A bibliographic database contains citations to (information about) journal articles and other materials (book chapters, dissertations, etc.) that have been published. The most-used bibliographic database in biomedical subject areas is PubMed, which contains more than 27 million citations. A much smaller but more highly-focused bibliographic database is CINAHL (Cumulative Index of Nursing and Allied Health Literature).
There are some steps and things to think about that can help you find articles on a topic.
Identify your topic State your topic in one or two sentences, and think about which concepts are the most important (disease or condition, type of therapy) and which are secondary (population specifics, publication years). If you found the perfect article, what would the title be? You can also use the PICO (Patient/Population, Intervention, Comparison, Outcome) framework to clarify your thoughts.
Select a bibliographic database Usually PubMed or CINAHL, but there are quite a few other resources listed on the A to Z list linked here on the left column.
Check the indexing terms They may be called a thesaurus or a controlled vocabulary or the MeSH (Medical Subject Headings) terms in PubMed (MEDLINE). These terms can help you find what you are looking for more easily. In PubMed, click on MeSH database in the right column of the front page. Use the search box to look for terms that fit the concepts in your topic. There are subheadings that can be used to narrow the focus of your search. For example, the MeSH term Tuberculosis can be narrowed with the subheading drug therapy. In CINAHL, the indexing terms are called "CINAHL Headings". They have subheadings very similar to those in PubMed (MEDLINE).
Do I have to use indexing terms? No. You can go to the search box at the top of the page, or click on Advanced and go to a page with multiple search boxes, and type in any words. If you type in dementia AND wandering you will retrieve a large number of relevant items. The Boolean operator AND is used to tell the search engine that all terms combined with AND should appear in each of the articles in the results. The Boolean operator OR is used to tell the search engine that any of the terms combined with OR can appear in articles in the results. More about Boolean operators.
Advanced search page/search history In PubMed, the Advanced Search page keeps a search history; it records all the terms you have typed in and the number of results you have retrieved. We recommend that you copy the search history into a Word document and save it. In CINAHL, there is a "search history" link on the search page; click it to see the history. All of our major databases have a search history feature.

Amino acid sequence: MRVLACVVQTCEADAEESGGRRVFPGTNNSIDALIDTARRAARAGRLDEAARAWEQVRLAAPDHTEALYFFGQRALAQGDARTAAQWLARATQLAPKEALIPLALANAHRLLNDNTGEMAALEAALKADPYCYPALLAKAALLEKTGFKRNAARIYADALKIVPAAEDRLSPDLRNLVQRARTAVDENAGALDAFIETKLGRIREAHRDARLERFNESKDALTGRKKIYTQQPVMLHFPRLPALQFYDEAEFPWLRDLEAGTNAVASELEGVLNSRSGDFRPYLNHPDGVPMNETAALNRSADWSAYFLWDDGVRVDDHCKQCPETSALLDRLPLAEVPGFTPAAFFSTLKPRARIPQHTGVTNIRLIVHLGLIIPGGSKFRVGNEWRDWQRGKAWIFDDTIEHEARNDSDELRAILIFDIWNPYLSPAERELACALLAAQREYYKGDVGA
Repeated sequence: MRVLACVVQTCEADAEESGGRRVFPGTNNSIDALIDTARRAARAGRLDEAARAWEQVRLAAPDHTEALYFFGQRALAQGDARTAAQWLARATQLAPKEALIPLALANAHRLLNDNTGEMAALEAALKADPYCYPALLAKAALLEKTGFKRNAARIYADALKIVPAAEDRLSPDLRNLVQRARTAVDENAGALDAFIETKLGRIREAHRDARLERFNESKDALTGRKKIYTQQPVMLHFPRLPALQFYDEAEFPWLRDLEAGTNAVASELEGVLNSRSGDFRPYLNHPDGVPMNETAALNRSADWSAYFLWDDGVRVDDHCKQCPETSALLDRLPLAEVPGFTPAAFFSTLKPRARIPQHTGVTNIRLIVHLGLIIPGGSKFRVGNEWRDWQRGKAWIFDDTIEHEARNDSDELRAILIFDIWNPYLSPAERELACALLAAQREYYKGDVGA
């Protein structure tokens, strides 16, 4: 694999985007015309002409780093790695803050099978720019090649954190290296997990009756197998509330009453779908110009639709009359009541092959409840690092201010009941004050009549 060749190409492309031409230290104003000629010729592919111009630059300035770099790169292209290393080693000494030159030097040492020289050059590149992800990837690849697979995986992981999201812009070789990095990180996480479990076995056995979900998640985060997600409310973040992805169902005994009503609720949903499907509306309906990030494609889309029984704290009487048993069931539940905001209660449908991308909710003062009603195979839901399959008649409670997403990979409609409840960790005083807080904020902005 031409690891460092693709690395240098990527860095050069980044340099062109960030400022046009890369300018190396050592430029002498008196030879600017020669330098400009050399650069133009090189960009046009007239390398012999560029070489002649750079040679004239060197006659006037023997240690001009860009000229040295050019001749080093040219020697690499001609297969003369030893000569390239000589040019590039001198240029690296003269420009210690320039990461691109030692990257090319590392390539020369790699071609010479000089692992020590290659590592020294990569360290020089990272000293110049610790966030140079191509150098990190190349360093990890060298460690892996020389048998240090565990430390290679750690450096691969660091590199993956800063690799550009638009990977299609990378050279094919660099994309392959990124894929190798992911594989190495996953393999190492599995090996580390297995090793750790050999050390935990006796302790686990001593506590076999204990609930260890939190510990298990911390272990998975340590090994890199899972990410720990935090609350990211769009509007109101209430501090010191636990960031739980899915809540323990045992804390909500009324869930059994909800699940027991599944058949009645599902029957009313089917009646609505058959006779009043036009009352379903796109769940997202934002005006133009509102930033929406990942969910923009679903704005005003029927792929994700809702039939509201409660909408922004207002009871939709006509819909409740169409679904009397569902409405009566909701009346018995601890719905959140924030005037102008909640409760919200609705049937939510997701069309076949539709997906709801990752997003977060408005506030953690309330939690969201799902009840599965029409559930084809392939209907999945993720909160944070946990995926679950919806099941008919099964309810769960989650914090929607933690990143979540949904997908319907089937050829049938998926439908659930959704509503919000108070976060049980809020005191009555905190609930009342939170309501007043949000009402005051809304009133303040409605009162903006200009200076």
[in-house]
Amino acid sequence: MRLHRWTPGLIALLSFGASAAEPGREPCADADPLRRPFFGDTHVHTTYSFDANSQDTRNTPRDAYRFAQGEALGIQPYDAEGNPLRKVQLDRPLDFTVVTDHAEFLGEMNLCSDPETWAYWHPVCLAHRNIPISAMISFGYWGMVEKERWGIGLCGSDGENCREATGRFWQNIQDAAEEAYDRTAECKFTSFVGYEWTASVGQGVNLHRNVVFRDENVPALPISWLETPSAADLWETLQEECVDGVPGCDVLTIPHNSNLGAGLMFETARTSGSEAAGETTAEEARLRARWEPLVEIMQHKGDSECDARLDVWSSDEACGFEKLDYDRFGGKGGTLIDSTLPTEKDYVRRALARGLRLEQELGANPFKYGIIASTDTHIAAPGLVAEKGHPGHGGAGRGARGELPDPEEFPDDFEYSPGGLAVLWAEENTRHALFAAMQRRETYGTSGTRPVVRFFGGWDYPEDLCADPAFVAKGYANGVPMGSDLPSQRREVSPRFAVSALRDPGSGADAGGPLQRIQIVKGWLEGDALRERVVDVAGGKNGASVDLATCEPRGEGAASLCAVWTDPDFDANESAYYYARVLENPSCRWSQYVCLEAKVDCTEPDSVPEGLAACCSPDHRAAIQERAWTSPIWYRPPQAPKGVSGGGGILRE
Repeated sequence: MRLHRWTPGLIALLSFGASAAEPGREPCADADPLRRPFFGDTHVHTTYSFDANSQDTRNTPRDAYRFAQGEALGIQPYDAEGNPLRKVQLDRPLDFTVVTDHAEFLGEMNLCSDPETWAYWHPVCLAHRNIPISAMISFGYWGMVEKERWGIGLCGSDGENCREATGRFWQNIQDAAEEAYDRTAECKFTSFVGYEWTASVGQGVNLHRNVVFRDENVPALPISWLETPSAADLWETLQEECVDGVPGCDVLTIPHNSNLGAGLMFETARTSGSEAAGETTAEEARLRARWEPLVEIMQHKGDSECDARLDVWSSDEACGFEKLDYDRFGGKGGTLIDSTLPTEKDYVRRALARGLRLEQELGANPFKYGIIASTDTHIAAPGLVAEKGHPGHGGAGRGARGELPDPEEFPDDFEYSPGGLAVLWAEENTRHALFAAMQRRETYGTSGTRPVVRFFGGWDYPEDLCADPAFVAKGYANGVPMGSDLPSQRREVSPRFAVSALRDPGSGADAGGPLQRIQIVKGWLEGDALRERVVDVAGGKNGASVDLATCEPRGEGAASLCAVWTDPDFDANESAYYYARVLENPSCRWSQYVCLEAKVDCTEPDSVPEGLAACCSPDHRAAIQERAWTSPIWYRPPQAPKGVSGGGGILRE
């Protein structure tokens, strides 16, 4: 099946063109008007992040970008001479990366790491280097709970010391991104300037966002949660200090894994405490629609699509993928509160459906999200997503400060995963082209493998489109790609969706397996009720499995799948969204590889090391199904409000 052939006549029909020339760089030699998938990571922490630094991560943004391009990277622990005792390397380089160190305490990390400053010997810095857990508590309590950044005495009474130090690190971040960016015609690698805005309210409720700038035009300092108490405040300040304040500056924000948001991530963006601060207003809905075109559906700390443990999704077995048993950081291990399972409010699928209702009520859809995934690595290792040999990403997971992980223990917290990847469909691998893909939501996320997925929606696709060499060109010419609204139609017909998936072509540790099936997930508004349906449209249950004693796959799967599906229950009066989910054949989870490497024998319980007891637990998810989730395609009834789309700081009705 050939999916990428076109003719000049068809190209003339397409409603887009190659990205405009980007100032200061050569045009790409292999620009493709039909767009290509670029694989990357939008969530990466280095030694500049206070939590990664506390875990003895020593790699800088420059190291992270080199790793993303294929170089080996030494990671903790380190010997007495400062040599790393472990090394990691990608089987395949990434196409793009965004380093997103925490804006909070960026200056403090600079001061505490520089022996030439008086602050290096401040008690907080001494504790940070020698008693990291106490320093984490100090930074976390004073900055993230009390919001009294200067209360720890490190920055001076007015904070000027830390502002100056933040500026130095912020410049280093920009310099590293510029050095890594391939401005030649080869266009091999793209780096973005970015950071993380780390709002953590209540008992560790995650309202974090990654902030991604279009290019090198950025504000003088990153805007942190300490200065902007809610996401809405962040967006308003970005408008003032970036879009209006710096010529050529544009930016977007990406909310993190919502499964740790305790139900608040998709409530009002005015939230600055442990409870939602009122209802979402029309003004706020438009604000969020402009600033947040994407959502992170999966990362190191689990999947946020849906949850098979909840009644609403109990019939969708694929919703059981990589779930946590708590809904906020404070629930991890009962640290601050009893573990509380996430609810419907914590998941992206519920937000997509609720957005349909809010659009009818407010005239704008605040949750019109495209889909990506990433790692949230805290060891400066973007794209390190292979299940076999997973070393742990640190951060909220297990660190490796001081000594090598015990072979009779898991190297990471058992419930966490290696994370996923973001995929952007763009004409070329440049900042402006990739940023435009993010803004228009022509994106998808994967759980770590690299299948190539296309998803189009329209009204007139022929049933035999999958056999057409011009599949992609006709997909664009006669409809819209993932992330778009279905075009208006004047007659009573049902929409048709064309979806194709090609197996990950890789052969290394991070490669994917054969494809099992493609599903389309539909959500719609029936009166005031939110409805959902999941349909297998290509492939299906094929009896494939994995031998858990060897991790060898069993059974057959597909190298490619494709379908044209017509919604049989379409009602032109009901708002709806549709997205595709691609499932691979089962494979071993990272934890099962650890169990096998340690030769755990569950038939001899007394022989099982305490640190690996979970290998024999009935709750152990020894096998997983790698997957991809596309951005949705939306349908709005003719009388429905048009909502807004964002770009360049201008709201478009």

How can I get more help with database searching? On the PubMed front page in the left column there are links to more detailed information about searching and many very short video tutorials. In CINAHL, click on Help in the right upper corner. For individual assistance, please contact the Education & Reference Department at 686-6734 or via email at LibraryReferenceDesk@uams.edu or come in and see us on the first floor of the Library. To schedule a short training session for an individual or small group, you can use an online request form.
Sample PubMed search PICO framework: In patients who have been diagnosed with peripheral neuropathy in their feet, how does exercise compare with gabapentin in relieving pain? In PubMed find the MeSH term for peripheral neuropathy, which is Peripheral Nervous System Diseases, and select the subheading therapy (this includes all forms of therapy). Click the box next to Restrict to MeSH Major Topic and then "Add to Search Builder" on the right column. Next find the MeSH term Foot and add it to the search builder. Then click on Search PubMed. On the Advanced page, use the number assigned to the search (for example, #4) and type #4 into the top search box on that page and then gabapentin OR exercise on the next line. The OR was selected instead of AND because an article may have been written about only one of the treatments, but the results (for example, percentage of patients with reduced pain) can be compared with articles about the the other treatment.
#4 Peripheral Nervous System Diseases/therapy[majr] AND Foot[mesh] 315
#5 #4 AND (gabapentin OR exercise) 21
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